Jinan University's library and courtyard. Photo: Anne McNeilly

Jinan University’s library and courtyard. Photo: Anne McNeilly

McNeilly saw the government’s ability to inhibit the flow of information first-hand when the Panama Papers story, an international investigative story about offshore tax havens, was published in early March. It implicated senior Chinese government officials, among others, in hiding wealth offshore. McNeilly said that within three hours of publication, the Chinese government had eradicated all mention of the story from Weibo, the social media tool used in China. Even the virtual private networks (VPNs) that she and many students used to access gmail, Facebook, YouTube, Twitter and Google were unable to break through the country’s “great firewall.”

“That was really different and so contrary to what would happen here [in Canada],” she said. “I’ve never taken freedom of expression for granted, but we’re so fortunate to have it and we need to defend it, no matter what.”

Despite the difference in media climate, McNeilly shared her own experiences teaching and reporting in Canada with her Chinese students because the Jinan University journalism program, according to the school’s brochures, aims to prepare students to work internationally,

“I decided to talk about situations here [in Canada] and approaches that are familiar to Canadian journalists, and then we would talk about China and how those situations might be handled,” she said. “But I’d always emphasize the importance of ensuring that they remain safe.”

While Canada and China have different media landscapes politically, she found that journalists in both countries often face comparable human dilemmas.

“I gave [the students] situations to discuss that I give Canadian students since so many ethical situations are basically human situations,” McNeilly said. “People who are interested in journalism often have a sense of justice and are interested in what’s right or fair. I didn’t find that there were significant differences between my Chinese students and Canadian students in that respect.”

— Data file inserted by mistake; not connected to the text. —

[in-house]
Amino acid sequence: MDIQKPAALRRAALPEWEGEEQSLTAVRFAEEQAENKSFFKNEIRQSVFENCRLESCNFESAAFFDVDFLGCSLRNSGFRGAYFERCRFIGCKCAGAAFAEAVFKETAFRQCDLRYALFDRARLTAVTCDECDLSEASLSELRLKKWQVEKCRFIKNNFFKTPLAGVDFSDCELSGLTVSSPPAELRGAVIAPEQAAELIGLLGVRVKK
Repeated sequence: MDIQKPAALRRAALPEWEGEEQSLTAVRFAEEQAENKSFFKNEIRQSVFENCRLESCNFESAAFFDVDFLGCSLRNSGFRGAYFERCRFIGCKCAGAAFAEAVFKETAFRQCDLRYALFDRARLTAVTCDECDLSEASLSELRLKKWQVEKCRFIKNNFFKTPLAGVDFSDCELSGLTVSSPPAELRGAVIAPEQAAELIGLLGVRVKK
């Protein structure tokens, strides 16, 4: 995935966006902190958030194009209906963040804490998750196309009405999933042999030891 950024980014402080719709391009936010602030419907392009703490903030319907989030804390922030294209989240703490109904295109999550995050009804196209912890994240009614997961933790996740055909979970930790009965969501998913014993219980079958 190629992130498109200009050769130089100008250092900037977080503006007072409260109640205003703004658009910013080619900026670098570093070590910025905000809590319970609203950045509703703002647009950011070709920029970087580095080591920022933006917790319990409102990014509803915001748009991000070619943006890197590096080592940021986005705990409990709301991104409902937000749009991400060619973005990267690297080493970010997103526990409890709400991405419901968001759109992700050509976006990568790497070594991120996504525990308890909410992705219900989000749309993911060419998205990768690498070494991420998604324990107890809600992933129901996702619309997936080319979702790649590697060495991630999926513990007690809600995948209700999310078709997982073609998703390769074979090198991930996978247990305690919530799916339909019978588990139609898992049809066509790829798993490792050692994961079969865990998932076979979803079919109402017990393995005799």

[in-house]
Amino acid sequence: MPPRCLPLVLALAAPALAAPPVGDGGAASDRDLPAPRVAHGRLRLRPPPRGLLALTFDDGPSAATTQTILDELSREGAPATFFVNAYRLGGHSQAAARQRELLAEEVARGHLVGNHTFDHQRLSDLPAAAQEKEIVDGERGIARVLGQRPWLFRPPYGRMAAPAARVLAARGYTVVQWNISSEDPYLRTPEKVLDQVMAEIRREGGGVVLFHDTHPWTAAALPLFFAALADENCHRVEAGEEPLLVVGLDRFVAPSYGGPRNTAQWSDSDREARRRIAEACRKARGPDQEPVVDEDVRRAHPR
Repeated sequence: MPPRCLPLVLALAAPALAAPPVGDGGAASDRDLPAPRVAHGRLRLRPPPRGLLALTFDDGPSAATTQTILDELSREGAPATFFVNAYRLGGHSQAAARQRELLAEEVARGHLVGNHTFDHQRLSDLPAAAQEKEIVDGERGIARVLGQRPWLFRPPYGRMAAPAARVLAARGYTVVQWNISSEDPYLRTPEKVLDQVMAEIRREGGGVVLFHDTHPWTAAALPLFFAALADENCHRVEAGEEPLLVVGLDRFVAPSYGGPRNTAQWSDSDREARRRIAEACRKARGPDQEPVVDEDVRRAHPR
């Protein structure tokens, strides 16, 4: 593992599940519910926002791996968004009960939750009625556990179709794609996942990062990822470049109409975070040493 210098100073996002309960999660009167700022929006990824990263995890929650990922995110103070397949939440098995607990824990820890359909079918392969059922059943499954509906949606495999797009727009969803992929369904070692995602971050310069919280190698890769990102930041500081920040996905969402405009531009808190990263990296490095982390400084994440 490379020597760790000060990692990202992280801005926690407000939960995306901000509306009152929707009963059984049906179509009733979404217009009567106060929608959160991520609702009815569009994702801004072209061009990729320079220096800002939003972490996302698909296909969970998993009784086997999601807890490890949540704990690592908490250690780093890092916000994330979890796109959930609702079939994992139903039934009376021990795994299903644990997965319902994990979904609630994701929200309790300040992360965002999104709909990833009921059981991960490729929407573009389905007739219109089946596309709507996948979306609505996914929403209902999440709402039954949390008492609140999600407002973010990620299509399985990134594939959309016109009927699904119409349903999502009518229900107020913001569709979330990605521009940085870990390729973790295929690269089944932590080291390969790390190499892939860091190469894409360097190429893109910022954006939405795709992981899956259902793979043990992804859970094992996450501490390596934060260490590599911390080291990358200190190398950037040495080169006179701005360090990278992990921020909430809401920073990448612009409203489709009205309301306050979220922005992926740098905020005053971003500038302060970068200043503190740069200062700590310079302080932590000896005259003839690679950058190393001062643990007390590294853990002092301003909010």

Anne McNeilly teaches a class at Jinan University in China.

McNeilly teaches a class at Jinan University in China. Photo: Anne McNeilly

In one exercise, McNeilly asked the students to interview a working journalist about a difficult ethical situation he or she had encountered while on the job. One reporter wrestled with whether to reveal the name of an AIDS patient while another reporter was celebrated for revealing a stock market scandal. “The most important thing when you work as a journalist is to have a nose for news and be hard-working,” the Chinese journalist told McNeilly’s student.

Another student detailed a local newspaper reporter’s undercover work. The reporter joined an agency that hired out individuals to families to sit China’s Grade 12 exam so students could get higher grades. This was unfair and illegal, as the exam is a prerequisite for entrance into all higher education institutions in the country. Once it was published, the story was widely celebrated for exposing cheating.

As part of her research on Canadian students’ English grammar skills, McNeilly also gave the Chinese students, who speak English as a second language, the same English grammar test that Ryerson journalism students must pass during their first year. Although the first language of most students was Cantonese, all spoke English and their journalism courses were in English. McNeilly said the most common request she received was to speak more slowly. “I kept forgetting,” she said.

While the Chinese students’ results are still being calculated, McNeilly said that, anecdotally, she did not have to spend as much time teaching English language mechanics to them as she does with her Canadian students.

She said strong English language skills will be an advantage for those who want to work abroad, but she added that some want to remain in China because they want to make a difference there. She cited, for example, a student who wrote a moving personal assignment about how an earthquake had struck his hometown. He’d been instrumental in volunteering after the disaster, but wanted to be able to do more.

“He realized that he wanted to help by getting information out,” McNeilly said. “He thought he could do a better job of communicating information…he wanted to help people by getting information [about what was happening] out.”